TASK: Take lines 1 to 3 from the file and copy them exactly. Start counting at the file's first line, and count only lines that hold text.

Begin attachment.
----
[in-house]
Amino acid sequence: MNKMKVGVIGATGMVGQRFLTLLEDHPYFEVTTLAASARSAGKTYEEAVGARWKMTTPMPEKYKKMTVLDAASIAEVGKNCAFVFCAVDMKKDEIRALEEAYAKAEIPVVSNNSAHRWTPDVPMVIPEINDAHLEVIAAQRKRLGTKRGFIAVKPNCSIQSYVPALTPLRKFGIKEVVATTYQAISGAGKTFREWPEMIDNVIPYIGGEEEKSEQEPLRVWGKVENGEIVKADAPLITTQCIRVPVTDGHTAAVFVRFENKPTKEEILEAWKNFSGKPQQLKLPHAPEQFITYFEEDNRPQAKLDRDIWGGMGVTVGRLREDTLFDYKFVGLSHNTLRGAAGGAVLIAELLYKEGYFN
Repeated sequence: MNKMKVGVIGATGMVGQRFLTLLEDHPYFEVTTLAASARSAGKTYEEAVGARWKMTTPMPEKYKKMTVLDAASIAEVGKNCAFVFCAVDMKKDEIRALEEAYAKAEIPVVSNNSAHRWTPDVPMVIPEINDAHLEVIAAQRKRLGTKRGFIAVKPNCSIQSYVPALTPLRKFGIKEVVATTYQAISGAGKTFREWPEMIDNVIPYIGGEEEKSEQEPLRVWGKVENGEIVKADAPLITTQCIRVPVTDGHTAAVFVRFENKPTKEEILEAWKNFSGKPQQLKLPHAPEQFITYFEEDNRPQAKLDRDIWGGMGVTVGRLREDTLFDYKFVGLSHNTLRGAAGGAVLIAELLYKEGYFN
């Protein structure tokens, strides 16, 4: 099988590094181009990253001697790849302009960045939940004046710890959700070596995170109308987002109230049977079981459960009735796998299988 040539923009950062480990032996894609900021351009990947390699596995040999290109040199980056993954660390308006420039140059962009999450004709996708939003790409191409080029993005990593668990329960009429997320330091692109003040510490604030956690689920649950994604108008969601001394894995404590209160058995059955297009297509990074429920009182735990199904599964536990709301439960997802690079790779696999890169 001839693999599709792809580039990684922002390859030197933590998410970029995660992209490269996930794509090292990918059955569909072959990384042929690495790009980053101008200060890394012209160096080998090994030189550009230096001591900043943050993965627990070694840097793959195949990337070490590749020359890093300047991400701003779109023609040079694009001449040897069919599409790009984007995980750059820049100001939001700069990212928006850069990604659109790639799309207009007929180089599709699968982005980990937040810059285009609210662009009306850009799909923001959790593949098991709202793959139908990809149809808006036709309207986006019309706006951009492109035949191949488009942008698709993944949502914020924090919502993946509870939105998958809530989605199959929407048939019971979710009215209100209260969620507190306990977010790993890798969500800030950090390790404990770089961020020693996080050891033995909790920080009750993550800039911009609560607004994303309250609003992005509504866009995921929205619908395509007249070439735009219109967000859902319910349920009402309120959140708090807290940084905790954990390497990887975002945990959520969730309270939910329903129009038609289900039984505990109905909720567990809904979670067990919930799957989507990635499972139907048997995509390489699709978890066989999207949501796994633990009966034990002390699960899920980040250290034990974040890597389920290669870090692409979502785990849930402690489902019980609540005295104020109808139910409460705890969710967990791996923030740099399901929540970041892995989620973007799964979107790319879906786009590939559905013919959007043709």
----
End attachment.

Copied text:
[in-house]
Amino acid sequence: MNKMKVGVIGATGMVGQRFLTLLEDHPYFEVTTLAASARSAGKTYEEAVGARWKMTTPMPEKYKKMTVLDAASIAEVGKNCAFVFCAVDMKKDEIRALEEAYAKAEIPVVSNNSAHRWTPDVPMVIPEINDAHLEVIAAQRKRLGTKRGFIAVKPNCSIQSYVPALTPLRKFGIKEVVATTYQAISGAGKTFREWPEMIDNVIPYIGGEEEKSEQEPLRVWGKVENGEIVKADAPLITTQCIRVPVTDGHTAAVFVRFENKPTKEEILEAWKNFSGKPQQLKLPHAPEQFITYFEEDNRPQAKLDRDIWGGMGVTVGRLREDTLFDYKFVGLSHNTLRGAAGGAVLIAELLYKEGYFN
Repeated sequence: MNKMKVGVIGATGMVGQRFLTLLEDHPYFEVTTLAASARSAGKTYEEAVGARWKMTTPMPEKYKKMTVLDAASIAEVGKNCAFVFCAVDMKKDEIRALEEAYAKAEIPVVSNNSAHRWTPDVPMVIPEINDAHLEVIAAQRKRLGTKRGFIAVKPNCSIQSYVPALTPLRKFGIKEVVATTYQAISGAGKTFREWPEMIDNVIPYIGGEEEKSEQEPLRVWGKVENGEIVKADAPLITTQCIRVPVTDGHTAAVFVRFENKPTKEEILEAWKNFSGKPQQLKLPHAPEQFITYFEEDNRPQAKLDRDIWGGMGVTVGRLREDTLFDYKFVGLSHNTLRGAAGGAVLIAELLYKEGYFN